After breakfast, a staff of Homeros Pension drove us to a bank for money exchange before dropping us at the world renowned archaeological ruins of Ephesus (Efes).  Ephesus is one of the most popular tourist attractions in Turkey, thanks to its close proximity to the cruise port and airport in the resort town of Kusadasi.  The magnificent facade of Ephesus’ Library of Celsus is the signature image of Classical ruins in Turkey.  Two thousand years ago, Ephesus was one of the greatest Greek and Roman cities in Asia Minor.  Founded in the 10th century BC by Attic and Ionian Greeks, Ephesus reached its peak after the Roman takeover in 129 BC.  From 52-54 AD, Paul the Apostle stayed in Ephesus and probably wrote his Gospel in the city.  Ephesus was named as one of the seven churches of Asia in the Book Revelation, indicating Christianity was quite popular back then.  In the Byzantine era, major earthquakes, shifting of trade routes, and sacking by the Arabs all contributed to the downfall of Ephesus.  Its glorious past was eventually forgotten, and Ephesus was eventually abandoned in the 15th century.  Temple of Artemis, one of the Seven Wonders of the Ancient World, the magnificent Library of Celsus and the 25,000 seat theatre exemplify the former grandeur of the city.  Already in ruins since 401 AD, the Temple of Artemis has little remained except a restored column.  The restored facade of Library of Celsus remains as the biggest draw for visitors.

06ME12-10Seats for up to 24,000 spectators, the splendid great theatre of Ephesus was the first impressive building that we encountered in the site.

ephesus 1It was the time in the year where poppies flourished.

06ME12-21Right by Celsus Library, the Gate of Mazeus and Mithridates was a arch of triumph built in 40 AD during the reign of Augustus, the first Roman emperor and the great nephew of Julius Caesar.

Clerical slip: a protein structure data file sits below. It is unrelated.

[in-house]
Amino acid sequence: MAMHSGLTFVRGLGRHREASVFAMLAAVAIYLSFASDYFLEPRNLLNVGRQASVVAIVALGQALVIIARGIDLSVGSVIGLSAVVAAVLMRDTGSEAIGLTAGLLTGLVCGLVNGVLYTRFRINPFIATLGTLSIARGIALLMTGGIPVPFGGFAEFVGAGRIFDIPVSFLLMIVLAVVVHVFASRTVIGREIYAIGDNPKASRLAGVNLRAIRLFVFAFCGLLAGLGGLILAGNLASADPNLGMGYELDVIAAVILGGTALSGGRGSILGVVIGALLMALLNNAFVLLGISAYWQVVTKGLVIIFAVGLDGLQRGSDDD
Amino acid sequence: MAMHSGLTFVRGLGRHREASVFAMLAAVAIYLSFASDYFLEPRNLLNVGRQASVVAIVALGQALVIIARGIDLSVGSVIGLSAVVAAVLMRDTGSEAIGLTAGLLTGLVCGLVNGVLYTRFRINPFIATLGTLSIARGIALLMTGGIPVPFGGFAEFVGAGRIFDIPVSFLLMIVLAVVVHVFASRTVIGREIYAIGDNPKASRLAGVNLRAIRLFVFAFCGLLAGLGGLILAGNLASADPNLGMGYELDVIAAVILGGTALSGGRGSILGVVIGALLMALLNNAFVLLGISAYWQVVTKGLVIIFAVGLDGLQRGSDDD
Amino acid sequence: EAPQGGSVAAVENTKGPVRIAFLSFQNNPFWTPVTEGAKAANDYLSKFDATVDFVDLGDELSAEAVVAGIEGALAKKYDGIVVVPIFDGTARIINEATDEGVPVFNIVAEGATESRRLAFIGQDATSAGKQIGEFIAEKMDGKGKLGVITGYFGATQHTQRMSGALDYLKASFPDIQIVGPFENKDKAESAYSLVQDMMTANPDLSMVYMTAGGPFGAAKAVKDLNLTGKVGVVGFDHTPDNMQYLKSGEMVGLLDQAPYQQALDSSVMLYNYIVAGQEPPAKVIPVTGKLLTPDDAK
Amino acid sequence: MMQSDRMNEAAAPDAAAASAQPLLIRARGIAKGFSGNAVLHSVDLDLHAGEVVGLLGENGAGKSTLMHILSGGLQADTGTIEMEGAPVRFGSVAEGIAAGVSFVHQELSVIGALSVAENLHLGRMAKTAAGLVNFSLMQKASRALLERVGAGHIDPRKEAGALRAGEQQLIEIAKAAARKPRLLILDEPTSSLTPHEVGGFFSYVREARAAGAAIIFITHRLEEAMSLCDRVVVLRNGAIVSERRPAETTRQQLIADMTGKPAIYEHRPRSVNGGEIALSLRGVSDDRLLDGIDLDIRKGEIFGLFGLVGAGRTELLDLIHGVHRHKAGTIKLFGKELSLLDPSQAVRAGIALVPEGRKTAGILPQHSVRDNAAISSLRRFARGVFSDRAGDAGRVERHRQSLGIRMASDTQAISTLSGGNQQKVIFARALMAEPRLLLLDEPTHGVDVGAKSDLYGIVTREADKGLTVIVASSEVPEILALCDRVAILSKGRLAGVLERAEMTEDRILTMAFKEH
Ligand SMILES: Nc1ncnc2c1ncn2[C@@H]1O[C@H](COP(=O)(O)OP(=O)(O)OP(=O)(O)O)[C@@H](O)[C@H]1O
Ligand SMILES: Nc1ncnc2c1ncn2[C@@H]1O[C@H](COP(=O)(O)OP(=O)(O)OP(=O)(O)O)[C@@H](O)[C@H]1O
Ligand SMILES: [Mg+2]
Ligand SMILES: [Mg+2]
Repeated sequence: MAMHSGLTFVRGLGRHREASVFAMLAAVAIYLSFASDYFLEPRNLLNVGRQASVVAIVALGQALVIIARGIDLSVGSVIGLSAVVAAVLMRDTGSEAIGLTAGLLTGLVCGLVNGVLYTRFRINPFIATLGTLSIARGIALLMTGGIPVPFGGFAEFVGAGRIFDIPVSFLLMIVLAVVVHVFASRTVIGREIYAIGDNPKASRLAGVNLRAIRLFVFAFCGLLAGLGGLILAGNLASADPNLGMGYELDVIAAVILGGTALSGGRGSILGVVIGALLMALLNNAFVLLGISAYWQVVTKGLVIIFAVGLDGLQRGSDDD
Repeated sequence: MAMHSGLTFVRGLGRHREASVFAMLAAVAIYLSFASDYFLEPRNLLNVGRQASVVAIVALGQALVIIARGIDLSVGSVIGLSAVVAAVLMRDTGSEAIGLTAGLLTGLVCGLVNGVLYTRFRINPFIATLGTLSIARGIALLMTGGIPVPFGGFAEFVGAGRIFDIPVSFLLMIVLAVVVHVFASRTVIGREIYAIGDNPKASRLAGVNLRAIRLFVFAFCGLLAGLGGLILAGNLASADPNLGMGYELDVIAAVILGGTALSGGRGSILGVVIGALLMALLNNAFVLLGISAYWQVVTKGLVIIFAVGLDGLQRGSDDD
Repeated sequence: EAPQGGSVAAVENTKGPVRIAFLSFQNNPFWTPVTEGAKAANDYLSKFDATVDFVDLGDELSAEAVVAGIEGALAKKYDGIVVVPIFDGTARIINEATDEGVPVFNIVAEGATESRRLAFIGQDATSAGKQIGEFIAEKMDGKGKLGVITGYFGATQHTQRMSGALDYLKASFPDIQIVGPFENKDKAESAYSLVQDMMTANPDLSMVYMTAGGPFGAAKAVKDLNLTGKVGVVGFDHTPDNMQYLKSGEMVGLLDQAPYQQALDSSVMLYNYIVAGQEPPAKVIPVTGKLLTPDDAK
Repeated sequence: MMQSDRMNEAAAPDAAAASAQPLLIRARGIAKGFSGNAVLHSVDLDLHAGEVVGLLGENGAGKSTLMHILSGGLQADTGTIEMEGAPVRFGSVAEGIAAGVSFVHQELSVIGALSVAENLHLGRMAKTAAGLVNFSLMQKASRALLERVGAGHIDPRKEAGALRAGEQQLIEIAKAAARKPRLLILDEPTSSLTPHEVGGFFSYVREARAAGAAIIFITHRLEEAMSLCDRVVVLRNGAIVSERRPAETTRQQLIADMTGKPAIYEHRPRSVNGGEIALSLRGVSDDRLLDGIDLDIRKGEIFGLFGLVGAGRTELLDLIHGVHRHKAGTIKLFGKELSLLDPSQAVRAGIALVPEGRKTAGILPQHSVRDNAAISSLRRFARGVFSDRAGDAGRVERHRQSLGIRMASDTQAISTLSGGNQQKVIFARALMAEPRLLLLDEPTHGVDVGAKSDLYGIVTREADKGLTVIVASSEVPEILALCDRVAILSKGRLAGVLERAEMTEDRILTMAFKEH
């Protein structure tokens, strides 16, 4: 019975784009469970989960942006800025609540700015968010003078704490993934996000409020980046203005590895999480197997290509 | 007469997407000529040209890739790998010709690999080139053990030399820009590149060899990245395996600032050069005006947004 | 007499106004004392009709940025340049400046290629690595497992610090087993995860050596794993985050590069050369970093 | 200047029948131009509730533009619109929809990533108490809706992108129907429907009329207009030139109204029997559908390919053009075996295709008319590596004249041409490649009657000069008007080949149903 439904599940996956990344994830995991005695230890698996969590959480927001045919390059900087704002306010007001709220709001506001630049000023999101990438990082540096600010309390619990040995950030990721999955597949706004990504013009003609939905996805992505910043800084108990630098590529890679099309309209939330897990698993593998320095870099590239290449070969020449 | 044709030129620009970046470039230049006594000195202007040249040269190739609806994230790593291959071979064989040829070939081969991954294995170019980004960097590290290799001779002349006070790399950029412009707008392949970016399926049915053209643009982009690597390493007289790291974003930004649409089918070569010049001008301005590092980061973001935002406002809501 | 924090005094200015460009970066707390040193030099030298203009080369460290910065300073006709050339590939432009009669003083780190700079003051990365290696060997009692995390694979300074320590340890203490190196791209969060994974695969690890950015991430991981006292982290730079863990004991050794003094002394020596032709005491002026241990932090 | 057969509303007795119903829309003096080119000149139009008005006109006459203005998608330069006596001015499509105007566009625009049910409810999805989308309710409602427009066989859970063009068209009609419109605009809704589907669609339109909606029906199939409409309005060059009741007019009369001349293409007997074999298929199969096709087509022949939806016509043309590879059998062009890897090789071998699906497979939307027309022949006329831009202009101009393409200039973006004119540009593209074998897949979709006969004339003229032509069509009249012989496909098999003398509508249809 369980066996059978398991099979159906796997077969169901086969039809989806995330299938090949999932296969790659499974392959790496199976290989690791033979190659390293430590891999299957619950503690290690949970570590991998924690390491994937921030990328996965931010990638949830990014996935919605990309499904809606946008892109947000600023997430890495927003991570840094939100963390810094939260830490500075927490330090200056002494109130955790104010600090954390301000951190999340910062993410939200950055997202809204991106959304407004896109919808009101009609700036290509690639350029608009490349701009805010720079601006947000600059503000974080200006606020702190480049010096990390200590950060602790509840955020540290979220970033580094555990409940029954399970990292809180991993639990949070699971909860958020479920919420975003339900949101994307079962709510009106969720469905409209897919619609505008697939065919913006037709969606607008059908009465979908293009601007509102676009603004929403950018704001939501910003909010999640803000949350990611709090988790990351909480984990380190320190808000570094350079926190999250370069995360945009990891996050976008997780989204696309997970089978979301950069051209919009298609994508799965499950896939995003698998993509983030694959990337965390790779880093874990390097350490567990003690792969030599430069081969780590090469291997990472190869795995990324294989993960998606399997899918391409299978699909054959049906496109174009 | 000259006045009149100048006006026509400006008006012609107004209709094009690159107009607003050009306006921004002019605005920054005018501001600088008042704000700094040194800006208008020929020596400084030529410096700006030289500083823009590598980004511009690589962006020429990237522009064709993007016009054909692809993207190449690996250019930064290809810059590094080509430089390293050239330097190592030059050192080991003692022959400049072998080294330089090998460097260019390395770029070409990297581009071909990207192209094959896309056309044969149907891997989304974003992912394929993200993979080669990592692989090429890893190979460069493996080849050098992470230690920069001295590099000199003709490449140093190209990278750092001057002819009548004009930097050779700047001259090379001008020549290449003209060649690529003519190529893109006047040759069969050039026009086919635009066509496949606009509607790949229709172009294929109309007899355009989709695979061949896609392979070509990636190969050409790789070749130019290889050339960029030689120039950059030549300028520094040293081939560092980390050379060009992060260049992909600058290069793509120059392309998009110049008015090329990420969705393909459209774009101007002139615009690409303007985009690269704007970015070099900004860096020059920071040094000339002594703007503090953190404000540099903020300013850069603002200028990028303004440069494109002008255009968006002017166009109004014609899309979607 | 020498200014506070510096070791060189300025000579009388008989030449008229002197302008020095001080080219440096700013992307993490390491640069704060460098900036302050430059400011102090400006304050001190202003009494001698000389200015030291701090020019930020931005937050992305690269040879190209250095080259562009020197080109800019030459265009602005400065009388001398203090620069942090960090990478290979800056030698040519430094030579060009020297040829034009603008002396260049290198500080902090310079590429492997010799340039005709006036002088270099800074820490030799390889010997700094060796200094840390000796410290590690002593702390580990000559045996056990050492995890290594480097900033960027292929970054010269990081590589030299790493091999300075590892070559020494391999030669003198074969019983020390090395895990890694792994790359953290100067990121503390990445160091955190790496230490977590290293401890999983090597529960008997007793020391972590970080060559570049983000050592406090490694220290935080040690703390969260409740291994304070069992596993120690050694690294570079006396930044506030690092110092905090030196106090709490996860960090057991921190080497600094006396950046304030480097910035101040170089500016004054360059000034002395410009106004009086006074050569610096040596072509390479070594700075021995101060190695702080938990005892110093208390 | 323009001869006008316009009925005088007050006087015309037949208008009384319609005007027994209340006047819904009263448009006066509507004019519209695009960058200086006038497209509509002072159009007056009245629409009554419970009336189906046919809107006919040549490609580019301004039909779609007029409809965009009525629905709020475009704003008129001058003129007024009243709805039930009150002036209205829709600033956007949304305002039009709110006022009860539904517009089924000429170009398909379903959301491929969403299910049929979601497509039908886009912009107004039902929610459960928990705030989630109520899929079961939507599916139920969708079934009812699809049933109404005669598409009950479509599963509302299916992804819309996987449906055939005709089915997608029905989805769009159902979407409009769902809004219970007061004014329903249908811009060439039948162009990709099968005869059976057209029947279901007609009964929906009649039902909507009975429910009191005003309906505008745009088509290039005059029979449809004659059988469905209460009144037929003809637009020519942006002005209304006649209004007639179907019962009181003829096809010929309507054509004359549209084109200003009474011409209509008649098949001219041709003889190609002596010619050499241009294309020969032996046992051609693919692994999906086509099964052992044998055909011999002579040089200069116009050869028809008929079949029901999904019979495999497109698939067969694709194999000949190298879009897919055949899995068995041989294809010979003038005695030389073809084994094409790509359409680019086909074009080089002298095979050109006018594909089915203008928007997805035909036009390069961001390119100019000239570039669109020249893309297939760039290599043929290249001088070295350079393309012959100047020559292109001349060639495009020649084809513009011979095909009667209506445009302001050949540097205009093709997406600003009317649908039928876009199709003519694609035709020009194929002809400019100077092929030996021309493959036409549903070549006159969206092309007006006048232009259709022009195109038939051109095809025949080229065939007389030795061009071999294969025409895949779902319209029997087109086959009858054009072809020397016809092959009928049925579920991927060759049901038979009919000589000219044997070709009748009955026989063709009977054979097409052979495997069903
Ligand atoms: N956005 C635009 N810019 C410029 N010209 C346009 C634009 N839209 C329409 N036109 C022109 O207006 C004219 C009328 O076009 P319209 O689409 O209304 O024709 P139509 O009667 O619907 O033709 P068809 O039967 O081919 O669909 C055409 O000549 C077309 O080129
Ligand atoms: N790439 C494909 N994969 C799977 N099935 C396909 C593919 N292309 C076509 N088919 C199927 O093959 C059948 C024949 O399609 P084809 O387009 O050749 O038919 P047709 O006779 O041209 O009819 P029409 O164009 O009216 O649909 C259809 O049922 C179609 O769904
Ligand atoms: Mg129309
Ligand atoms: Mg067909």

06ME12-24Popular with tourist advertisements, the facade of the Library of Celsus is the most famous image of Ephesus.  Named after Celsus, a Roman consul in Rome and later the provincial governor of Asia, the library was built by Celsus’ son Aquila and filled with over 12,000 scrolls of reading materials acquired by the money of Celsus left behind.

ephesus 3From 117 to 262 AD, the Library of Celsus served as an important public space in Ephesus for 145 years, where people came to read the rare scrolls under natural light at the main floor.  In 262 AD, the library was destroyed by fire caused by earthquake or Gothic invasion.

ephesus 2The statues at the library facade symbolize wisdom, knowledge, intelligence and valor.

ephesus 5Episteme, the Greek philosophical term of “knowledge”, was depicted as one of the statues at Library of Celsus.

06ME13-11The imposing Library of Celsus is the most popular photo spot in Ephesus.

06ME13-07After the destruction in 262 AD, the facade survived for another 800 years or so until the tenth or eleventh century.  Lying in ruins for about a thousand years, the facade of Library of Celsus was restored in the 1970s.

06ME13-10As an important Roman city, Latin inscriptions can be found all over Ephesus.

06ME13-04Beyond Mazeus & Mithridates Gate, a Corinthian colonnade marks the Agora, the former commercial heart of the ancient city.

06ME13-20Paved with marble stone and flanked by colonnade, Curetes Street was one of the main treets in Ephesus.

06ME13-30Along the street, there are lots of interesting architectural details for all visitors to discover.

06ME13-25The Odeon was used for political meetings, concerts and theatrical performances.

06ME13-26Roman relief of the Memmius Monument

06ME13-28Nike, the goddess of victory, was depicted on a marble relief.

06ME13-16Arch with relief sculpture at the Temple of Hadrian.

06ME13-18Headless Roman statue at Curetes Street.

06ME13-22The Hercules Gate at Curetes Street marked the separation between uptown and downtown.

06ME13-32Beautiful frieze at Hadrian Temple revealed the high craftsmanship of the Roman  builders.



DAY 8 (1/2): SAKYA MONASTERY (ས་སྐྱ་དགོན་པ། 薩迦寺), Tibet (西藏), 2017.09.23